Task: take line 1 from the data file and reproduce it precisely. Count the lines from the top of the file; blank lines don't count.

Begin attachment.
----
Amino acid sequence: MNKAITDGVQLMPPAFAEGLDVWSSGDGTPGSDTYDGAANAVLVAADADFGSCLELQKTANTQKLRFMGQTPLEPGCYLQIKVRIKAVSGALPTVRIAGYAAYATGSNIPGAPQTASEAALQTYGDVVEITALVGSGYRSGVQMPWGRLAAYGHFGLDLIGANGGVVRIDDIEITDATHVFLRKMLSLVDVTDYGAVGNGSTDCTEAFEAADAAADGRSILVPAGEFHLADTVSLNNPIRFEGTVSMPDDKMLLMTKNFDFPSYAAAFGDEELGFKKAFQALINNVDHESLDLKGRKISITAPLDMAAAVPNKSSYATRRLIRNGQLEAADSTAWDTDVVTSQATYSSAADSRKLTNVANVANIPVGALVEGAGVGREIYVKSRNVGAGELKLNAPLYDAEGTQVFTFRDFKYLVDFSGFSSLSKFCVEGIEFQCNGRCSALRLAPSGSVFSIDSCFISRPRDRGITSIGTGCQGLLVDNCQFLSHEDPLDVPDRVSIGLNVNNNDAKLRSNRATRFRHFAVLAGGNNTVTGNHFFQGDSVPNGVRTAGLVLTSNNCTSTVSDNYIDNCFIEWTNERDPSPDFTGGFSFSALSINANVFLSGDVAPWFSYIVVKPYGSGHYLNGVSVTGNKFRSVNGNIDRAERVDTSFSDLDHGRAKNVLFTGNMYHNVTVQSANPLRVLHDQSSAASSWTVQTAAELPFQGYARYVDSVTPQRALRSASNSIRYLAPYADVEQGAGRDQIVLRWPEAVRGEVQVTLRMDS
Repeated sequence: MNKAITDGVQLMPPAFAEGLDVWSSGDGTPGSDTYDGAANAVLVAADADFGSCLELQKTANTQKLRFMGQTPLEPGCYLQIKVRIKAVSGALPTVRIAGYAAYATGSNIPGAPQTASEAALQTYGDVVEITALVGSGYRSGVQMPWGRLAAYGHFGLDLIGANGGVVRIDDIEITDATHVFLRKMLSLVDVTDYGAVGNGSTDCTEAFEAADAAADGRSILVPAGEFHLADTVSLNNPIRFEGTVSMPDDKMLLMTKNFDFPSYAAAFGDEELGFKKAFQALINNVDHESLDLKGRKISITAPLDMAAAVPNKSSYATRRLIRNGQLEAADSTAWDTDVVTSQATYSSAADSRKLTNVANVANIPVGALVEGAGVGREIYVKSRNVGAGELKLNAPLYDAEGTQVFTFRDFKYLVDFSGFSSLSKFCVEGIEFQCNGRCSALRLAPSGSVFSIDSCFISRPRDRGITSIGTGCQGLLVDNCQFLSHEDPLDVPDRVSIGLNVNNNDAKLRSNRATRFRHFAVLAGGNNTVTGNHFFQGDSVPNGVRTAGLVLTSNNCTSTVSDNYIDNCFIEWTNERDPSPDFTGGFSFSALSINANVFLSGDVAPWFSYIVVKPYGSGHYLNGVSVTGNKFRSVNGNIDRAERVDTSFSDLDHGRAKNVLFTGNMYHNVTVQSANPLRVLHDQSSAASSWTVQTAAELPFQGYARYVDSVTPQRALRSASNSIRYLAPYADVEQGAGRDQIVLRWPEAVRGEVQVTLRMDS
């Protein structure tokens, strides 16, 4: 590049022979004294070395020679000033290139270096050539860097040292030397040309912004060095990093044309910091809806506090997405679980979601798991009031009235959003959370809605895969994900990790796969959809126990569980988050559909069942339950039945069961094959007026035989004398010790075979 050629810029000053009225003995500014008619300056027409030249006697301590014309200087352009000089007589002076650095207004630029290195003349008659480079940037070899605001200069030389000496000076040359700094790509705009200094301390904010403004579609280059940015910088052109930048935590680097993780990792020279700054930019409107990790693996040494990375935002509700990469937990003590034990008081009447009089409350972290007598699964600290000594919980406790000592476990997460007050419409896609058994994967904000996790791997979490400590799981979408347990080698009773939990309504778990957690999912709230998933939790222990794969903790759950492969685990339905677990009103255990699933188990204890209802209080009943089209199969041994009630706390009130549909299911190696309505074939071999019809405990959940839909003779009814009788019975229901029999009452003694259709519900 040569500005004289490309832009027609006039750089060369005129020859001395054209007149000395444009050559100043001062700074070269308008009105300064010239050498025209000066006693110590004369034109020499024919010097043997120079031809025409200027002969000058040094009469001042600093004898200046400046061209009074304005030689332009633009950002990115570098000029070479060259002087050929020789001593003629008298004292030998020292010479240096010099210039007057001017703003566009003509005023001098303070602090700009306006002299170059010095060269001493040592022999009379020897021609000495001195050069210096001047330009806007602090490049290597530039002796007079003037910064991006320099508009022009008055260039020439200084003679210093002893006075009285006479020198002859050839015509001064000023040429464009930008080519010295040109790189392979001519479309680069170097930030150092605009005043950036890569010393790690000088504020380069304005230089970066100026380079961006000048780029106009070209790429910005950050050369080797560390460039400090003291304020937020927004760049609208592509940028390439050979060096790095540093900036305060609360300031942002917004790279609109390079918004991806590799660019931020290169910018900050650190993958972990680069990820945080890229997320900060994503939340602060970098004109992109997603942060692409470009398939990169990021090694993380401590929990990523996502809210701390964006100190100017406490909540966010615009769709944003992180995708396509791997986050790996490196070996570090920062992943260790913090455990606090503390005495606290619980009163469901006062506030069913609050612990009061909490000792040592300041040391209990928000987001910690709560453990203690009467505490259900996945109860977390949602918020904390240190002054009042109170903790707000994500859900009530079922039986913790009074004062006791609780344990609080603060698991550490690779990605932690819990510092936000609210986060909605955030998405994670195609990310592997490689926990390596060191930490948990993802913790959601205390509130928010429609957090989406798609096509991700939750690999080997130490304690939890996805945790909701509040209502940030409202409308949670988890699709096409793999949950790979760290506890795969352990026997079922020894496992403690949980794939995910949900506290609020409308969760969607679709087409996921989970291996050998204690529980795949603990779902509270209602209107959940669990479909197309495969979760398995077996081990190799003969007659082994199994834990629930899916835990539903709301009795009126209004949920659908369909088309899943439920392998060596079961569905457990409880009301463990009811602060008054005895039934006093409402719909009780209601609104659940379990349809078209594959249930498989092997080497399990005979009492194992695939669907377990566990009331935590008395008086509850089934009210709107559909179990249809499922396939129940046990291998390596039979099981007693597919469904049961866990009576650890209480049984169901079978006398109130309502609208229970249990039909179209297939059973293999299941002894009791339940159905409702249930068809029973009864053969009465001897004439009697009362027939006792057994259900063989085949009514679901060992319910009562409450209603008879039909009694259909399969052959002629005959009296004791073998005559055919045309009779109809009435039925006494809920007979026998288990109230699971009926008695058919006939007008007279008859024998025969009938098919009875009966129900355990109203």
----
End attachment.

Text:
Amino acid sequence: MNKAITDGVQLMPPAFAEGLDVWSSGDGTPGSDTYDGAANAVLVAADADFGSCLELQKTANTQKLRFMGQTPLEPGCYLQIKVRIKAVSGALPTVRIAGYAAYATGSNIPGAPQTASEAALQTYGDVVEITALVGSGYRSGVQMPWGRLAAYGHFGLDLIGANGGVVRIDDIEITDATHVFLRKMLSLVDVTDYGAVGNGSTDCTEAFEAADAAADGRSILVPAGEFHLADTVSLNNPIRFEGTVSMPDDKMLLMTKNFDFPSYAAAFGDEELGFKKAFQALINNVDHESLDLKGRKISITAPLDMAAAVPNKSSYATRRLIRNGQLEAADSTAWDTDVVTSQATYSSAADSRKLTNVANVANIPVGALVEGAGVGREIYVKSRNVGAGELKLNAPLYDAEGTQVFTFRDFKYLVDFSGFSSLSKFCVEGIEFQCNGRCSALRLAPSGSVFSIDSCFISRPRDRGITSIGTGCQGLLVDNCQFLSHEDPLDVPDRVSIGLNVNNNDAKLRSNRATRFRHFAVLAGGNNTVTGNHFFQGDSVPNGVRTAGLVLTSNNCTSTVSDNYIDNCFIEWTNERDPSPDFTGGFSFSALSINANVFLSGDVAPWFSYIVVKPYGSGHYLNGVSVTGNKFRSVNGNIDRAERVDTSFSDLDHGRAKNVLFTGNMYHNVTVQSANPLRVLHDQSSAASSWTVQTAAELPFQGYARYVDSVTPQRALRSASNSIRYLAPYADVEQGAGRDQIVLRWPEAVRGEVQVTLRMDS